Stimulants: treatment approaches and organising services

by Professor Fabrizio Schifano and Dr Antonio Albanese

 

Last updated: May 2015

 

Stimulants are the most commonly used substances for recreational purposes worldwide.

 

Even occasional misuse may result in a number of detrimental effects, by increasing the risks of acute, chronic physical and mental health problems.

 

This module firstly summarises the biological mechanisms of action of stimulants and how their use can lead to chronic addiction and dependence. We then highlight how treatment approaches should mirror the clinical complexity of stimulant misuse, whilst incorporating psychiatric, medical and social management skills.

 

In structuring services for substance misuse, organisational strategies should take into account the specific needs of service users. Only a clear appreciation of the epidemiology of stimulant misuse and a better understanding of the new trends in drug scenarios will allow allocation of appropriate resources.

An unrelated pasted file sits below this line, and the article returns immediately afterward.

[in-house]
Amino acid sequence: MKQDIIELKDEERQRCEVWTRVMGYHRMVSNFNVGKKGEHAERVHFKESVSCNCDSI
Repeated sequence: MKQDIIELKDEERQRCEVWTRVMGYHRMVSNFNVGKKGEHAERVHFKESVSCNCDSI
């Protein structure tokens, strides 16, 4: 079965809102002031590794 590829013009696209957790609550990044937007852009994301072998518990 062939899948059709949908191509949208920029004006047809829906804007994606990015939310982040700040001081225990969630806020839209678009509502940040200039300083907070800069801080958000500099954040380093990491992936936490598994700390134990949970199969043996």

Although unfortunately therapeutic options with robust evidence of effectiveness are generally lacking, we will focus attention on those research findings that have the largest body of agreement between theory and treatment.

 

Start the module

 

 

If you like this module, you may also be interested in:

 

Stimulants: epidemiology and impact on mental health by Professor Fabrizio Schifano and Dr Antonio Albanese

 

Alcohol-related brain damage by Prof Kenneth Wilson, Dr Joy Bell and Dr Vanessa Craig

 

Helping the addicted doctor by Dr Elizabeth Hare and Dr Malcolm Bruce

 

Book from RCPsych Publications: Drug Misuse: Psychosocial Interventions - The NICE Guideline

 

 

BJPsych Advances: related articles for CPD Online

 

 

Related Advances articles

 

Download take-home notes to print and annotateDownload take-home notes to print and annotate

 

For a closer examination of the epidemiology and impact on mental health of stimulant misuse, we cross-refer readers to a previous related module, Stimulants: epidemiology and impact on mental health.

 

 

© 2017 Royal College of Psychiatrists